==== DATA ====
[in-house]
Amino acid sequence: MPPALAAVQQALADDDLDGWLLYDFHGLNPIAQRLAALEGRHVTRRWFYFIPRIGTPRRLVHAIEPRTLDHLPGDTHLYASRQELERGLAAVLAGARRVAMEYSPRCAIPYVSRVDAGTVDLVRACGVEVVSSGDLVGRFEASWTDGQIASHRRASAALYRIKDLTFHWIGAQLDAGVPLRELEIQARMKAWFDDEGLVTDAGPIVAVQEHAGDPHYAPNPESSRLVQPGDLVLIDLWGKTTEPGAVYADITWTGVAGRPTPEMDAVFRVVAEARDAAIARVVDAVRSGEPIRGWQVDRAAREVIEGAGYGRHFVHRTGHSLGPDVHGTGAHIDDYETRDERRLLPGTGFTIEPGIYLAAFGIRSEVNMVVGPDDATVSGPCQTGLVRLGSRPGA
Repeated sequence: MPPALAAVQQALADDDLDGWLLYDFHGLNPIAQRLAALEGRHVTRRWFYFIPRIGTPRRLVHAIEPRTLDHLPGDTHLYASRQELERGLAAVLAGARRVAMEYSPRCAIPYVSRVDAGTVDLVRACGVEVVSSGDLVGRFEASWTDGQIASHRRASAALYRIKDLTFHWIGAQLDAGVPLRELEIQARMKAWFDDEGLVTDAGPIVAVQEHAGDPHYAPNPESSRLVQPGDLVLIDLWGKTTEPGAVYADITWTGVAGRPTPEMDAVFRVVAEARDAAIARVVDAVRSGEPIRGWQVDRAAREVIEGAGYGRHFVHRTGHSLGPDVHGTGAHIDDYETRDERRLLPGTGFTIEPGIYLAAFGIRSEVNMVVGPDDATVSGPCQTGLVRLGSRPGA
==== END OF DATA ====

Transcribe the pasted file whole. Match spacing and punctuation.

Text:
[in-house]
Amino acid sequence: MPPALAAVQQALADDDLDGWLLYDFHGLNPIAQRLAALEGRHVTRRWFYFIPRIGTPRRLVHAIEPRTLDHLPGDTHLYASRQELERGLAAVLAGARRVAMEYSPRCAIPYVSRVDAGTVDLVRACGVEVVSSGDLVGRFEASWTDGQIASHRRASAALYRIKDLTFHWIGAQLDAGVPLRELEIQARMKAWFDDEGLVTDAGPIVAVQEHAGDPHYAPNPESSRLVQPGDLVLIDLWGKTTEPGAVYADITWTGVAGRPTPEMDAVFRVVAEARDAAIARVVDAVRSGEPIRGWQVDRAAREVIEGAGYGRHFVHRTGHSLGPDVHGTGAHIDDYETRDERRLLPGTGFTIEPGIYLAAFGIRSEVNMVVGPDDATVSGPCQTGLVRLGSRPGA
Repeated sequence: MPPALAAVQQALADDDLDGWLLYDFHGLNPIAQRLAALEGRHVTRRWFYFIPRIGTPRRLVHAIEPRTLDHLPGDTHLYASRQELERGLAAVLAGARRVAMEYSPRCAIPYVSRVDAGTVDLVRACGVEVVSSGDLVGRFEASWTDGQIASHRRASAALYRIKDLTFHWIGAQLDAGVPLRELEIQARMKAWFDDEGLVTDAGPIVAVQEHAGDPHYAPNPESSRLVQPGDLVLIDLWGKTTEPGAVYADITWTGVAGRPTPEMDAVFRVVAEARDAAIARVVDAVRSGEPIRGWQVDRAAREVIEGAGYGRHFVHRTGHSLGPDVHGTGAHIDDYETRDERRLLPGTGFTIEPGIYLAAFGIRSEVNMVVGPDDATVSGPCQTGLVRLGSRPGA